The only Vikings' starter to miss both practices this week has been receiver Stefon Diggs. But head coach Mike Zimmer shrugged off Wednesday that absence on Wednesday.
“He’s sick,” Zimmer said. “He’ll be fine.”
In addition, receiver Adam Thielen was added to the injury report with limited participation on Wednesday with an ankle problem. The Star Tribune's Ben Goessling tweeted this morning that Thielen needed stitches in his ankle.
The only other starter to miss part of Wednesday’s practice was nose tackle Linval Joseph (knee). He was limited after missing Tuesday’s practice.
Nickel back Mackensie Alexander, who had arthroscopic knee surgery, did not practice. Neither did backup safety Jayron Kearse (toe/knee).
Asked about his concern now that Kearse has been added to the list of beat-up defensive backs, Zimmer pointed to how well the Vikings played at New Orleans while missing their top two slot corners.
“We played pretty well the other day against a pretty good offensive team,” Zimmer said. “We should be fine.”
Other starters on the injury report who haven’t missed any practice time this week are Xavier Rhodes (ankle/shoulder), Shamar Stephen (knee), Dalvin Cook (shoulder) and Kline (elbow).
Backup defensive tackle Ifeadi Odenigbo (hamstring) was taken off the injury report on Wednesday.
Turning a negative into a positive
Kyle Rudolph can catch. He can block. And, apparently, he can spin a negative into a positive with the best of them.
The Vikings are the only divisional team playing on a short week. They’ll play in San Francisco on Saturday, six days after a physical overtime game at New Orleans.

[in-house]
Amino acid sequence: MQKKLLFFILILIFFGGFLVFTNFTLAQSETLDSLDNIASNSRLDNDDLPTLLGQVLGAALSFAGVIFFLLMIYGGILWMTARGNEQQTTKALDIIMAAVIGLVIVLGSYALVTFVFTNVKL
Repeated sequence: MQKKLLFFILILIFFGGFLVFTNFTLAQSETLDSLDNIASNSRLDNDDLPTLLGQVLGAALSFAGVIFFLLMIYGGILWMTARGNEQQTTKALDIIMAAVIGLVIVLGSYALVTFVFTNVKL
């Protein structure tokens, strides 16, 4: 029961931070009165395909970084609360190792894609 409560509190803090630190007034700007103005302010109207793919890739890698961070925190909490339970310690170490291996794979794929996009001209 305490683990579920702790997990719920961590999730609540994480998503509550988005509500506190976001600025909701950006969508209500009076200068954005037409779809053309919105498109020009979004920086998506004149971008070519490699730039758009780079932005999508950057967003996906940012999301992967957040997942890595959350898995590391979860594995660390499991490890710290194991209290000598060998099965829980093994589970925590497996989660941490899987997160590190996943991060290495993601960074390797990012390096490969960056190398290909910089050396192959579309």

The offense played a season-high 79 snaps against the Saints. Kirk Cousins, Riley Reiff, Pat Elflein, Garrett Bradbury and Josh Kline played every snap. Brian O’Neill and Rudolph played 78 and 73 snaps, respectively.
But in Rudolph’s opinion, the short week comes in handy when it comes to keeping the Vikings focused more on their next game rather than basking in the afterglow of their past win, à la two years ago when the “Minneapolis Miracle” was followed by the Philly Flop.
“Being on a short week forces you to mentally put it aside,” Rudolph said.
He said it also helps that the core group of this year’s team was around for that 38-7 NFC title game beatdown at Philadelphia.
“We were all there two years ago when we had the greatest win ever and thought we were destined to win the Super Bowl [when] it was in our stadium, and we laid an egg,” Rudolph said. “We’re certainly glad we’re still playing, but we need to go out and play well in San Francisco or it’s going to be over just like that.”
Zimmer was asked if there are any advantages to playing on a short week. He laughed.
“No,” he said. “Not really. The short week isn’t a big deal. It’s the recovery time for the players. We played a really physical game on Sunday and then trying to get back and recovered and get the bodies healthy and get ready to go play another physical, emotional football game this weekend.”
Stefanski focusing on 49ers
Vikings offensive coordinator Kevin Stefanski wouldn’t talk about his interview with the Browns set for Thursday in the Twin Cities.
“I would prefer to just keep the focus on what we’re doing and San Francisco, our players and really not worry about anything else,” Stefanski said.
Asked a follow-up question about the Browns, who also interviewed him last year for the job that went to Freddie Kitchens, Stefanski said, “There’s a lot to focus on this week. I’m going to keep it on the 49ers.”
Rudolph a terrible OC
Rudolph said he’d be terrible as Vikings offensive coordinator.
“Because when I play Madden, I just throw it to myself every time,” he said. “If I were calling the plays, that’s what I would do no different. So, Kevin doesn’t have an easy job spreading the ball around.”
Does he win playing Madden?
“No because I just throw the ball to myself,” he said. “I’m usually tired and get taken out of the game.”